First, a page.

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As mentioned before [personal profile] peaseblossom and I are running a 1:1 Nobilis game, He's the GM, I'm the Player. We're doing this as a podcast which is fun, though I must be honest I'm not so great at that part.




A listing of the episodes so far:

EpisodePodcastRecap
Episode 1The God GangThe God Gang: Recap
Episode 2The Feathered SerpentThe Feathered Serpent: Recap
Episode 3Punching Out Fires 

I recently posted our social contract.

I am pretty excited to do this. It feels different than past 1:1 games we've done together. We're keeping it to an hour because we aren't sure anyone would want to listen to anything longer, so feedback is definitely appreciated.

jeregenest: (Kale Trust)
The last time I posted even regularly on live journal it was when [personal profile] peaseblossom and I last played Nobilis seriously. We have decided that this is a game we want to play together again 1:1 and as such I have decided to resurrect the medium.

Why Nobilis? Good question. Jess and I haven't done a lot of serious roleplaying in a while. Don't get me wrong, we've told lots of stories to each other but they've lacked the formality that moves it into a roleplaying session. We've decided that it would be fun to try this again, and then we started brainstorming systems.

To be honest neither of us are all that into current game design. We're both about 4-5 years behind so our options were limited (Nobilis, Gumshoe, and whatever older games might have survived the great rpg cull). At the end we came down to a NBA style game (Frankenstein files cries out to be told) and Nobilis and Nobilis was just the best choice for both os us.

Jess is still debating estates. One we have that we will sit down and plan the world.
jeregenest: (Default)
Some key Individuals

Roxanne, Power of Photography: our protagonist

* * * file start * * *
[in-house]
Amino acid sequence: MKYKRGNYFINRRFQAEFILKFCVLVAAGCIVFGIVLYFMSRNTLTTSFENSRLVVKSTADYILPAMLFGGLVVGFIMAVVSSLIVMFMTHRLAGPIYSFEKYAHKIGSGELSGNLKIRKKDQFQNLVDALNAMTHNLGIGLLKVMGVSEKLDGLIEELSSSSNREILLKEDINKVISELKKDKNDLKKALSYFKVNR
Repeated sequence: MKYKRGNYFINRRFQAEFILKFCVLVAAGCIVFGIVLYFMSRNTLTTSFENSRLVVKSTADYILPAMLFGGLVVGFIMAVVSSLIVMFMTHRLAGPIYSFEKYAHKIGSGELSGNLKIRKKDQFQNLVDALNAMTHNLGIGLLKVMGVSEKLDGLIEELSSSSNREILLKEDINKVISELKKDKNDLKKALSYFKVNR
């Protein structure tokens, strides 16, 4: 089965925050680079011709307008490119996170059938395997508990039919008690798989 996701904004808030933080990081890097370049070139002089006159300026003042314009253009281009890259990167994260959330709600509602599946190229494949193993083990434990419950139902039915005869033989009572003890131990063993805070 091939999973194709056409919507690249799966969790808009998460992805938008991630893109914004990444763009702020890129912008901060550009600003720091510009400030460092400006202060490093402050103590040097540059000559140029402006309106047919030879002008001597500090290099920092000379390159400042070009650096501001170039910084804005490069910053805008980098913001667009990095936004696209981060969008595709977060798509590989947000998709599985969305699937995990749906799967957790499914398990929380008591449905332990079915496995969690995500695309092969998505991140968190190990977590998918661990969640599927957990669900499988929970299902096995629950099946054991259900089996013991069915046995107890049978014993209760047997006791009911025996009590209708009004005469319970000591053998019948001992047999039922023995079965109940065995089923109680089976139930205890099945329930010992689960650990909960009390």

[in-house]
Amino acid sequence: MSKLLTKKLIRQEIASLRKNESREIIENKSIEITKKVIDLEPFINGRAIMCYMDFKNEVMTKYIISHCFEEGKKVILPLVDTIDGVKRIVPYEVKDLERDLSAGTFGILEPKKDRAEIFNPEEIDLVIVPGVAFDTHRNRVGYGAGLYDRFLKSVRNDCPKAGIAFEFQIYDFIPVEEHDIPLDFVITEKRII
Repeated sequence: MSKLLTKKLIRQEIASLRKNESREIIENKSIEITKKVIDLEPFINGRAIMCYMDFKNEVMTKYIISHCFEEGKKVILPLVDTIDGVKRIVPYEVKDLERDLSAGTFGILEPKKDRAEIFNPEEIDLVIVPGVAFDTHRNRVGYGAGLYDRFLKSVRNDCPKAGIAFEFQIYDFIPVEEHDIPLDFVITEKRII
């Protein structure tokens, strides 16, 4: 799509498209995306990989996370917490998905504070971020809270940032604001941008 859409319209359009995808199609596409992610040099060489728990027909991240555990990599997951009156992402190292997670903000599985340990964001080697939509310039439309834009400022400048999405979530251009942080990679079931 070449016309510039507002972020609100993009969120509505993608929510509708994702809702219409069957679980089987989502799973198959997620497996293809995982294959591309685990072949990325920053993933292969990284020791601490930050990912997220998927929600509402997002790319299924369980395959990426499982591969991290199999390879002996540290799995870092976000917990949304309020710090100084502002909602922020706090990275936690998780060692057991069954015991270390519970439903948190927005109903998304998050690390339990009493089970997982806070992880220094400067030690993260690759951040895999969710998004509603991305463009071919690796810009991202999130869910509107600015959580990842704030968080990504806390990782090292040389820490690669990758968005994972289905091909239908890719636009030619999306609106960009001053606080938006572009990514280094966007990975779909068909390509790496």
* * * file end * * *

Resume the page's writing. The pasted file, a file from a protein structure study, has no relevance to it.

Time: Time’s an androgyne and not on the same timeline as everyone else. Which makes hir seem like a scatterbrain, but they aren’t. Time is fascinated by creating little alternate realities, in snow globes. It seems to treat them as bonsai-like art forms. Most others don’t get it. Hu is Roxanne’s sibling.

Elena, Power Resonate: Roxanne’s other sibling. She dwells in a night club where the dream forms of important 20th and 21st century artists/musicians/thinkers mix and mingle. The first time Roxanne met her she was watching a performance of Coltrane, Gillespie, Hendrix and someone who is currently 5 perform some very out-there Jazz.

Jason, Power Thunder: Arrogant and thousands of years old. He claims to have been born in Thule. He’s a pretty boy and seems to know everyone and everything. He is sibling to Max.

Max Ernst, Power of Signifiers: He’s from Babylon, or something. Less arrogant than his sibling they may have been lovers at some point. Might still be. He’s a player and a manipulator and a powerful sorcerer. He also strives for an apocalypse. But only his apocalypse. He doesn’t like other’s. He’s only started wanting an apocalypse in the last 60 years.

The ErlKing: King of the Los Angeles Fae. He’s dangerous.

Llewleyn: Master thief and scion of a noble house of the fae. Past lover of the ErlKing. Irreverent and probably a little too influenced by movies of the rat pack. And Hudson Hawk.
jeregenest: (Default)